Yitzchak Rabin (1922-1995) served his native Israel as chief-of-staff of the Israel Defense Forces, Minister of Defense, Prime Minister from 1974 to 1977, and again from 1992 to his death in 1995.
Yitzchak Rabin was born in Jerusalem in 1922, the son of Russian-Zionist pioneers Rosa and Nechemia Rabin. At the age of 14, intent on becoming a farmer, he entered the Kadoorie Agricultural School at Kfar Tabor, graduating in 1940. Plans to go on to college work in irrigational engineering at the University of California were disrupted by World War II, however. Rabin joined the Palmach, the commando unit of the Jewish underground army, the Haganah, which later became the nucleus for the Israel Defense Forces (IDF).
In the beginning of his brilliant military career Rabin took part in several operations behind the lines against the Vichy French in Syria and Lebanon in 1941 on behalf of the British and in defense of Palestine. By 1944 he had reached the rank of deputy battalion commander in the Palmach. After the war Anglo-Jewish cooperation ended as British opposition to Jewish independence intensified. Rabin himself was involved in anti-British underground activity, and at one point in 1946 he was caught and sentenced to six months in a detention camp. He was released in early 1947 in time to participate in the final struggle over Palestine.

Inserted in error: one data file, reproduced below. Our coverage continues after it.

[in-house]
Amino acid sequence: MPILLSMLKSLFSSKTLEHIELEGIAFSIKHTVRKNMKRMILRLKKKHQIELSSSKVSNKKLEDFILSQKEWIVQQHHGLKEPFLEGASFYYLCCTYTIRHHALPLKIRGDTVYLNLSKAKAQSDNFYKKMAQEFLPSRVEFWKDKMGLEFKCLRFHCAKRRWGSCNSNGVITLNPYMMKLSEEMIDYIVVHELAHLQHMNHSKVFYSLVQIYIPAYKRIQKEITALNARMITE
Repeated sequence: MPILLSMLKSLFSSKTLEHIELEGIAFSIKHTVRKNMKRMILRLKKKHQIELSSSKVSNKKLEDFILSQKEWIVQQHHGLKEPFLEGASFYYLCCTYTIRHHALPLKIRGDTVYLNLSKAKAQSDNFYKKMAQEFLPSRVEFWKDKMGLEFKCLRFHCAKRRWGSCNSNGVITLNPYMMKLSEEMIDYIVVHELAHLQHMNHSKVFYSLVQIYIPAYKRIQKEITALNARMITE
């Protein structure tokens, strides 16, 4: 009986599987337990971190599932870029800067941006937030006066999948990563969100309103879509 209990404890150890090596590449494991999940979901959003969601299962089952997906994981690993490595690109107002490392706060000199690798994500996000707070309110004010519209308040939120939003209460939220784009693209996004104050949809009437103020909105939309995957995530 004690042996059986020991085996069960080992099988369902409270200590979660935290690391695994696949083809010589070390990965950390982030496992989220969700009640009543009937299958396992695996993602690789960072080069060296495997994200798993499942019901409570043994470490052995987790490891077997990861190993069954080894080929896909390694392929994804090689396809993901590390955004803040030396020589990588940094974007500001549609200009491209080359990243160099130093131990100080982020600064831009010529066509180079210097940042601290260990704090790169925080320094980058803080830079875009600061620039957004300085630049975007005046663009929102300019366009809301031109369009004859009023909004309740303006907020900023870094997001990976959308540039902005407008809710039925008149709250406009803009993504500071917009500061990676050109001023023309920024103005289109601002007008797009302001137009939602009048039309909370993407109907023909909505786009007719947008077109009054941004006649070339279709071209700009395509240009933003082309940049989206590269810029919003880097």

Promoted to deputy commander of the elite Palmach, Rabin fought with distinction against the invading Arab forces during Israel's war of independence in 1948. He played a role in the defense of Jerusalem, helping to keep open the vital supply road from Tel-Aviv and the coastal plain to the besieged city. In late 1948, now a colonel, he also fought on the southern front against Egypt. Then in the spring of 1949 Rabin served as military representative on the Israeli delegation to the Rhodes conference which resulted in a series of Arab-Israel armistice accords.
Having determined to pursue a military career, the post-1948 years saw Rabin advancing up the army hierarchy. He served successively as an armored brigade commander in the Negev, acting commander of the southern front (1949-1950), chief of tactical operations (1950-1952), head of the training branch (1954-1956), commanding officer of the northern front (1956-1959), and head of the manpower branch (1959-1960). During that period he was able to complete a year's study program at the British Staff College. Then from 1960 to 1963 Brigadier General Rabin filled two additional positions: deputy chief of staff and chief of the general staff branch. Finally, in January 1964 he was appointed chief-of-staff, remaining in that position until his retirement from the army in January 1968.
It was during his term of office as chief of staff that the 1967 Mid-East crisis occurred. Confronted by a military alliance of Egypt, Jordan, and Syria, the Israeli government authorized a preemptive war which began on June 6. Within six days the Israel Defense Forces, acting under Rabin's command and according to contingency plans drawn up under his instructions, had gained a spectacular victory. The Six Day War ended with Israel in control of the Sinai Peninsula, the Golan Heights, and all of the West Bank territories of Judea and Samaria up to the Jordan River. And Rabin found himself a national hero.
This newly-acquired prestige led to his being appointed Israel's ambassador to Washington in March 1968. During his time in the United States Rabin was involved intensely in various Middle East peace efforts—none of which was successful—and deepening American-Israel relations, especially in terms of U.S. military assistance to Israel during the Johnson and the Nixon administrations.